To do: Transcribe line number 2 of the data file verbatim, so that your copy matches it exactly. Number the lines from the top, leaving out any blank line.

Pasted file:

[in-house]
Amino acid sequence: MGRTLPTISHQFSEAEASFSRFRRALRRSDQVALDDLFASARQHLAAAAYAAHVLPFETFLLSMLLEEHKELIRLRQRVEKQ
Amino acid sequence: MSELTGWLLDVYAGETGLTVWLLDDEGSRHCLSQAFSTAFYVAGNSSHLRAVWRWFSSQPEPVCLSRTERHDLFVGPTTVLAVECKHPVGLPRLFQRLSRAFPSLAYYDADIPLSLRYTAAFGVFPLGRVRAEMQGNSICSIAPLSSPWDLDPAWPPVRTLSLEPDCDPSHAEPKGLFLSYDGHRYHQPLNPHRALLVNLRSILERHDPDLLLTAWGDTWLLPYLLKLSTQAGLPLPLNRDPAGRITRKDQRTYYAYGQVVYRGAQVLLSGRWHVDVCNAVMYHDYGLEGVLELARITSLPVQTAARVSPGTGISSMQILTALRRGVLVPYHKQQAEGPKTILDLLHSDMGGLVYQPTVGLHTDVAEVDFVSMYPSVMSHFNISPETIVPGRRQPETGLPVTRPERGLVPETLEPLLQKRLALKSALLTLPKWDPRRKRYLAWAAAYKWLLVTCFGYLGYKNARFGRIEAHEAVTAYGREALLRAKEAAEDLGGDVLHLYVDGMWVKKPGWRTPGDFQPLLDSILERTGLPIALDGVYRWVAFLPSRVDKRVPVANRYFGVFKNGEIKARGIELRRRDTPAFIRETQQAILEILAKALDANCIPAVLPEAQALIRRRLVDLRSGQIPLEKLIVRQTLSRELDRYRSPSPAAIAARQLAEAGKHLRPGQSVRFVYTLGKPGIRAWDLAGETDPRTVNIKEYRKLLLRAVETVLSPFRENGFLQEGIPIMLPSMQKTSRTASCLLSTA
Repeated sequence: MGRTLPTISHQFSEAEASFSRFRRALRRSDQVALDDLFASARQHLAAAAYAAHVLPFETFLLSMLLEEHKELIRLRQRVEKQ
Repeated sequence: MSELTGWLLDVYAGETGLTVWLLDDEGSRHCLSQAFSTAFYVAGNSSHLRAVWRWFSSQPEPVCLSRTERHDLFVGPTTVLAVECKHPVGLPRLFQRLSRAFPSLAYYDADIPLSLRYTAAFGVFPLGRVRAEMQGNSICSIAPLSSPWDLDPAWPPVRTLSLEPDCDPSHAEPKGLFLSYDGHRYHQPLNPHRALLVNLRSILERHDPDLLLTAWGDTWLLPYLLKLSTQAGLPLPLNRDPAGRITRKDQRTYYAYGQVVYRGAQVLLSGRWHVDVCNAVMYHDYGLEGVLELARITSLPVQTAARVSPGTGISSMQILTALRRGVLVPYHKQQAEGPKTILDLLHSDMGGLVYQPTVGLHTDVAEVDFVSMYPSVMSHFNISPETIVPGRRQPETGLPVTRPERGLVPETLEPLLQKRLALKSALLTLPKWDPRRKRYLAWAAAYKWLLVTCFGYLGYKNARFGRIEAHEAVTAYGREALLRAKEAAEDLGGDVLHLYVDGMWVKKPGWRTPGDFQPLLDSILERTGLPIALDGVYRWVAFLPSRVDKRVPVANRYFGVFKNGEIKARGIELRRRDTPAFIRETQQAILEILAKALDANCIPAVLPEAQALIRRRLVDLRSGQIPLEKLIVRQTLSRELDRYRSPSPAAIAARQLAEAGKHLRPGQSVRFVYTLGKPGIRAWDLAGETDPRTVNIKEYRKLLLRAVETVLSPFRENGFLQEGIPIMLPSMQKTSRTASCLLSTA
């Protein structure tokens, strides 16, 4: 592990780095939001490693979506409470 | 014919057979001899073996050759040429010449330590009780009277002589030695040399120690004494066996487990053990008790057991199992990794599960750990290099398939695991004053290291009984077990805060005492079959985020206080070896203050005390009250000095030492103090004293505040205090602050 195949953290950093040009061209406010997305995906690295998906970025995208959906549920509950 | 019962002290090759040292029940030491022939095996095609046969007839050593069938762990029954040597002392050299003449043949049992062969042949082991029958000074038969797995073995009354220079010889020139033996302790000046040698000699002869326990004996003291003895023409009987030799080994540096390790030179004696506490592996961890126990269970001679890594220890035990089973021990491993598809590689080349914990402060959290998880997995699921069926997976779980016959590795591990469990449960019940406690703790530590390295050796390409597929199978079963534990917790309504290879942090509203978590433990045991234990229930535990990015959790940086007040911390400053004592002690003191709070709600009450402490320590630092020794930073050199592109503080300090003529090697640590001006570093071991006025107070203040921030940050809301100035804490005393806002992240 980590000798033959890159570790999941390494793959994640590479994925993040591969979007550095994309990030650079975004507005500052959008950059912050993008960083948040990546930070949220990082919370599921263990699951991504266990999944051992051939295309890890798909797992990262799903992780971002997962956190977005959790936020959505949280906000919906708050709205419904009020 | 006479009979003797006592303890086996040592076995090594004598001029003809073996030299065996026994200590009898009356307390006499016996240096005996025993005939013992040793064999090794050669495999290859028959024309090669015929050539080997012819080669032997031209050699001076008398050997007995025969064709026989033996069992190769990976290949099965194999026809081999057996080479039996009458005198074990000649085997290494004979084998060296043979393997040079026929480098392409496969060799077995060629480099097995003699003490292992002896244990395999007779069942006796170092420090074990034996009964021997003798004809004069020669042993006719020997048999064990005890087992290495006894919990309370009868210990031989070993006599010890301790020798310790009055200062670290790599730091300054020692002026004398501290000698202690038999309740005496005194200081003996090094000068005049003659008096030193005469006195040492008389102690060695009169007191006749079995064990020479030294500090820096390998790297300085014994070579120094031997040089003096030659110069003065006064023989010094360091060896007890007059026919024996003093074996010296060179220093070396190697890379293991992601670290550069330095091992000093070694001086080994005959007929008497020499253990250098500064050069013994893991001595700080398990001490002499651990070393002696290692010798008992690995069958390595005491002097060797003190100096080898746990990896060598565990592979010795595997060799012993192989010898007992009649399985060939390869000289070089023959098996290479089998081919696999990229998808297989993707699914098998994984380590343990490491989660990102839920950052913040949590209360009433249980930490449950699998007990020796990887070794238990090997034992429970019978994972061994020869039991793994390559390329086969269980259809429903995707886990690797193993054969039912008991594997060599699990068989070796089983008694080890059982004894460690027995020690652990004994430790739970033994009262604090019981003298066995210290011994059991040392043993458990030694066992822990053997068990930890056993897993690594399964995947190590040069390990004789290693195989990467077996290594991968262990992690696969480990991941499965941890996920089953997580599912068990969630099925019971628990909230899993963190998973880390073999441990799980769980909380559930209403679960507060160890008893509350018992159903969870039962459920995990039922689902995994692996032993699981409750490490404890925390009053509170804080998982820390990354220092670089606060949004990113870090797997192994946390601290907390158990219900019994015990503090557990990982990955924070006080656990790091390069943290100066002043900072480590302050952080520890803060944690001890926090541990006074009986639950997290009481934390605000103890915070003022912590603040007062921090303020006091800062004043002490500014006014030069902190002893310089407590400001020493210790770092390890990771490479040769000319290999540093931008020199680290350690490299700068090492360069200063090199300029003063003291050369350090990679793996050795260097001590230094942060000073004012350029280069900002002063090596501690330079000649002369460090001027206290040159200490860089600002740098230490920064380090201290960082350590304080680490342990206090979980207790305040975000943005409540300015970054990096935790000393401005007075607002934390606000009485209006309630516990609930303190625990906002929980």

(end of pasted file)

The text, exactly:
Amino acid sequence: MGRTLPTISHQFSEAEASFSRFRRALRRSDQVALDDLFASARQHLAAAAYAAHVLPFETFLLSMLLEEHKELIRLRQRVEKQ